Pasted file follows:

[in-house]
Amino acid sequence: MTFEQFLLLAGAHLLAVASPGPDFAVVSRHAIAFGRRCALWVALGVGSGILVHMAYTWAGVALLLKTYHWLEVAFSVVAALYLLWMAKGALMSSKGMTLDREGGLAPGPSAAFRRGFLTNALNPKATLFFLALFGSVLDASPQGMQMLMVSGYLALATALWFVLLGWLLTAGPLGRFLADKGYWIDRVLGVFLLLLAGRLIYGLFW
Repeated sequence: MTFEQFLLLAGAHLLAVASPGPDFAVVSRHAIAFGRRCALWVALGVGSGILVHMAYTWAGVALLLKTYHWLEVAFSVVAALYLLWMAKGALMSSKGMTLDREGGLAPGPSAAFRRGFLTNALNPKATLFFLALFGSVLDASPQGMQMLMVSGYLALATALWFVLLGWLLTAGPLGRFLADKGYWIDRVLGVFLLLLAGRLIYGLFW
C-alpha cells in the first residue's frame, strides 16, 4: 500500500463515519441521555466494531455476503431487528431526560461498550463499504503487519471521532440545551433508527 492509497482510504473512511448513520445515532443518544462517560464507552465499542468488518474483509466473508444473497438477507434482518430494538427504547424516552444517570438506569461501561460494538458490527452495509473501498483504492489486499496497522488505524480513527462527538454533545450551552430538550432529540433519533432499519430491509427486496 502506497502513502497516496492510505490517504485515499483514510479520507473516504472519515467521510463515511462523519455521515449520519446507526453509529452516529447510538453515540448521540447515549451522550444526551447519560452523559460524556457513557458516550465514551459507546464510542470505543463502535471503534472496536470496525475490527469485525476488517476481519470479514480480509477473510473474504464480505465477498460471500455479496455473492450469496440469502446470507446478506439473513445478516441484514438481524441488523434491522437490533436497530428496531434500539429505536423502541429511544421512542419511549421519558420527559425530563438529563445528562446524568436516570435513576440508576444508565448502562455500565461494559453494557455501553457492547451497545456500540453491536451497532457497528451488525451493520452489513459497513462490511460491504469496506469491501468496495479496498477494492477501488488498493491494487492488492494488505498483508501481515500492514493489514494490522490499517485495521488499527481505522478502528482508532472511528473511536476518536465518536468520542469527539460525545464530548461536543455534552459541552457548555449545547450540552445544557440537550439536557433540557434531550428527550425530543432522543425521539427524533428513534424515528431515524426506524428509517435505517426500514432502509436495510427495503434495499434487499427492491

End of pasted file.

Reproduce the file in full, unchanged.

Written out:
[in-house]
Amino acid sequence: MTFEQFLLLAGAHLLAVASPGPDFAVVSRHAIAFGRRCALWVALGVGSGILVHMAYTWAGVALLLKTYHWLEVAFSVVAALYLLWMAKGALMSSKGMTLDREGGLAPGPSAAFRRGFLTNALNPKATLFFLALFGSVLDASPQGMQMLMVSGYLALATALWFVLLGWLLTAGPLGRFLADKGYWIDRVLGVFLLLLAGRLIYGLFW
Repeated sequence: MTFEQFLLLAGAHLLAVASPGPDFAVVSRHAIAFGRRCALWVALGVGSGILVHMAYTWAGVALLLKTYHWLEVAFSVVAALYLLWMAKGALMSSKGMTLDREGGLAPGPSAAFRRGFLTNALNPKATLFFLALFGSVLDASPQGMQMLMVSGYLALATALWFVLLGWLLTAGPLGRFLADKGYWIDRVLGVFLLLLAGRLIYGLFW
C-alpha cells in the first residue's frame, strides 16, 4: 500500500463515519441521555466494531455476503431487528431526560461498550463499504503487519471521532440545551433508527 492509497482510504473512511448513520445515532443518544462517560464507552465499542468488518474483509466473508444473497438477507434482518430494538427504547424516552444517570438506569461501561460494538458490527452495509473501498483504492489486499496497522488505524480513527462527538454533545450551552430538550432529540433519533432499519430491509427486496 502506497502513502497516496492510505490517504485515499483514510479520507473516504472519515467521510463515511462523519455521515449520519446507526453509529452516529447510538453515540448521540447515549451522550444526551447519560452523559460524556457513557458516550465514551459507546464510542470505543463502535471503534472496536470496525475490527469485525476488517476481519470479514480480509477473510473474504464480505465477498460471500455479496455473492450469496440469502446470507446478506439473513445478516441484514438481524441488523434491522437490533436497530428496531434500539429505536423502541429511544421512542419511549421519558420527559425530563438529563445528562446524568436516570435513576440508576444508565448502562455500565461494559453494557455501553457492547451497545456500540453491536451497532457497528451488525451493520452489513459497513462490511460491504469496506469491501468496495479496498477494492477501488488498493491494487492488492494488505498483508501481515500492514493489514494490522490499517485495521488499527481505522478502528482508532472511528473511536476518536465518536468520542469527539460525545464530548461536543455534552459541552457548555449545547450540552445544557440537550439536557433540557434531550428527550425530543432522543425521539427524533428513534424515528431515524426506524428509517435505517426500514432502509436495510427495503434495499434487499427492491